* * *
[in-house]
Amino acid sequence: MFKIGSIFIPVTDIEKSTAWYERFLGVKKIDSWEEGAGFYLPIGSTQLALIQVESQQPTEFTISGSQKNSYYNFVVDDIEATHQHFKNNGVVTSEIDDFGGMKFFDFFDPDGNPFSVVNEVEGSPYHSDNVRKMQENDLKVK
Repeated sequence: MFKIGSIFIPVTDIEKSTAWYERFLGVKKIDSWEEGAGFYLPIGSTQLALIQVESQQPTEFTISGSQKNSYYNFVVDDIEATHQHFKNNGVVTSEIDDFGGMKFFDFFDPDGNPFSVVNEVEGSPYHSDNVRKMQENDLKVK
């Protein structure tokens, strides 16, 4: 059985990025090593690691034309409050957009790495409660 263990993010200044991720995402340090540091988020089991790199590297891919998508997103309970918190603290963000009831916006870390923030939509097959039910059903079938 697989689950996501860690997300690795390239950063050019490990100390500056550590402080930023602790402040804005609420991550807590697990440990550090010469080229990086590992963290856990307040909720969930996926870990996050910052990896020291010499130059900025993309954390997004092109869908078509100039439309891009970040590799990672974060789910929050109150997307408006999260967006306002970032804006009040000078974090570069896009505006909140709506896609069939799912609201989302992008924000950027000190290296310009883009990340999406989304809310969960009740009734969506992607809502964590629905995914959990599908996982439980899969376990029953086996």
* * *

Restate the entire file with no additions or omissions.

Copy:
[in-house]
Amino acid sequence: MFKIGSIFIPVTDIEKSTAWYERFLGVKKIDSWEEGAGFYLPIGSTQLALIQVESQQPTEFTISGSQKNSYYNFVVDDIEATHQHFKNNGVVTSEIDDFGGMKFFDFFDPDGNPFSVVNEVEGSPYHSDNVRKMQENDLKVK
Repeated sequence: MFKIGSIFIPVTDIEKSTAWYERFLGVKKIDSWEEGAGFYLPIGSTQLALIQVESQQPTEFTISGSQKNSYYNFVVDDIEATHQHFKNNGVVTSEIDDFGGMKFFDFFDPDGNPFSVVNEVEGSPYHSDNVRKMQENDLKVK
């Protein structure tokens, strides 16, 4: 059985990025090593690691034309409050957009790495409660 263990993010200044991720995402340090540091988020089991790199590297891919998508997103309970918190603290963000009831916006870390923030939509097959039910059903079938 697989689950996501860690997300690795390239950063050019490990100390500056550590402080930023602790402040804005609420991550807590697990440990550090010469080229990086590992963290856990307040909720969930996926870990996050910052990896020291010499130059900025993309954390997004092109869908078509100039439309891009970040590799990672974060789910929050109150997307408006999260967006306002970032804006009040000078974090570069896009505006909140709506896609069939799912609201989302992008924000950027000190290296310009883009990340999406989304809310969960009740009734969506992607809502964590629905995914959990599908996982439980899969376990029953086996």